Creatives and their social media personal brands

banner-970x90f

The other day, I brought up the term ‘the digital creative’s brand state’ during a debate on social media presence and I received nothing but blank looks from everyone. “What is this ‘brand state’ you are talking about?” asked my somewhat tipsy friend. The answer to his question inspired the article you are about to read.

This is not an official term but more of an easy way for me to categorise the topic of creatives and their social media state. Either they are not on it enough or on it too much. You know who I’m talking about, that brilliant photographer you met over the weekend and would like to use for your upcoming wedding but he is nowhere to be found online. Or the copywriter who you follow on Twitter for professional reasons, but all he does is tweet about how much he hates his ex-girlfriend and how to down a litre of beer without gagging.

These types of creative are all too common and if you’re going “huh?”, I’m probably talking about you. What is the state of your social media portfolio?  The answer can make or break your next business deal. Yes I know, your awards do all the speaking for you, but in the words of all models out there “that’s so 2005” *flick my hair and pout*.

Social media profiles are not personal diaries, they are the first impression seen by potential clients, customers and employers. Teenagers and equally delinquent celebrities may get away with controversial social media profiles, but as professionals we put a permanent stain on our brands when we put our laundry out for the world to see.

Facebook’s new timeline feature has been said to be the new personal digital CV and this should be a big concern for all of us creatives as we party too hard and get tagged in the most awkward situations. This feature is able to expose every dumb thing you’ve done since joining the network. Tweets are equally as incriminating; a simple Google search may pop up a drunken tweet from Saturday. Now add all of this up and think from a recruiter or a potential client’s point of view – what would your first impression be?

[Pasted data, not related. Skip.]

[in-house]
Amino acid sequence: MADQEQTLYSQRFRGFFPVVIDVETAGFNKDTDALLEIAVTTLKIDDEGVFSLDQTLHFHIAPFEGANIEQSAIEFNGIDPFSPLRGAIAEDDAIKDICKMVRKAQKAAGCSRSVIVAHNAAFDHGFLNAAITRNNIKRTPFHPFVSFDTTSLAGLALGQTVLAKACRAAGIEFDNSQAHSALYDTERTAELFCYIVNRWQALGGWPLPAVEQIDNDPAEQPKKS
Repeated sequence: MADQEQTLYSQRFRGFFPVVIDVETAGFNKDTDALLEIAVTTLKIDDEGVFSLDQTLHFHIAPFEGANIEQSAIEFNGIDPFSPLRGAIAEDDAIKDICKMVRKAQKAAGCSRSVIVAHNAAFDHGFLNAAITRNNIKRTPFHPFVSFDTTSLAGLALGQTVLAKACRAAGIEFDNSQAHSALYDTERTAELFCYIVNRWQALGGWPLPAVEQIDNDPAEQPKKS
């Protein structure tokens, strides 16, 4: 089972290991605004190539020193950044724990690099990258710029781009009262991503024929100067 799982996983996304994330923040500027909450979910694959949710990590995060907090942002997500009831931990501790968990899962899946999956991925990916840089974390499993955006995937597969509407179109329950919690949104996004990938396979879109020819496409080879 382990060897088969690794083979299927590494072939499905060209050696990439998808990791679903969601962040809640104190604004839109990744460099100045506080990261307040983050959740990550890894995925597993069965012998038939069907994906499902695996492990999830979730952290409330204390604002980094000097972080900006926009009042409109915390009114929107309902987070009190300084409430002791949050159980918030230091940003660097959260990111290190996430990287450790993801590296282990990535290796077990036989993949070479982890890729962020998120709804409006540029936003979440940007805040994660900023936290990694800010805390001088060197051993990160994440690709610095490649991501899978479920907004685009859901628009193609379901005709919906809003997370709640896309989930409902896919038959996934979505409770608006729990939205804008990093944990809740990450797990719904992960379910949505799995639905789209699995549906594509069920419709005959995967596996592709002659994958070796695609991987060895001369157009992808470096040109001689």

Then there is the creative who is too cool to go digital. I’m sorry but you’re not, all you are doing is running in the rat race without legs. A client who can’t see you can’t hire you. The interweb gives you the opportunity to show off and be seen. Besides being noticed, clients need to see how tech-savvy you are and not having a Twitter account is the first step to failing that test.

So, what am I saying?

You should have full control of ‘your digital creative brand state’. I’m not saying that you shouldn’t be yourself, in fact if you are not yourself, it will show – big time. Talk the way you talk, have a good laugh and do all the stuff you do in real life, which is not swearing at Jim because he is a Nonhle fan.

And if you are not on the platforms, get on them. Tweet when you can or share a link every now and again. Start a blog, have a fan page for your work, just make sure you are findable. Make sure we are not forced to pull out that dusty, primitive book, what’s it called again? Oh yes – the Yellow Pages.

Creative Director. Founder of The SA Creatives. Designer, fine artist, writer, photographer & idea hunter. Arch enemy of Powerpoint. @artwelln

Be first to comment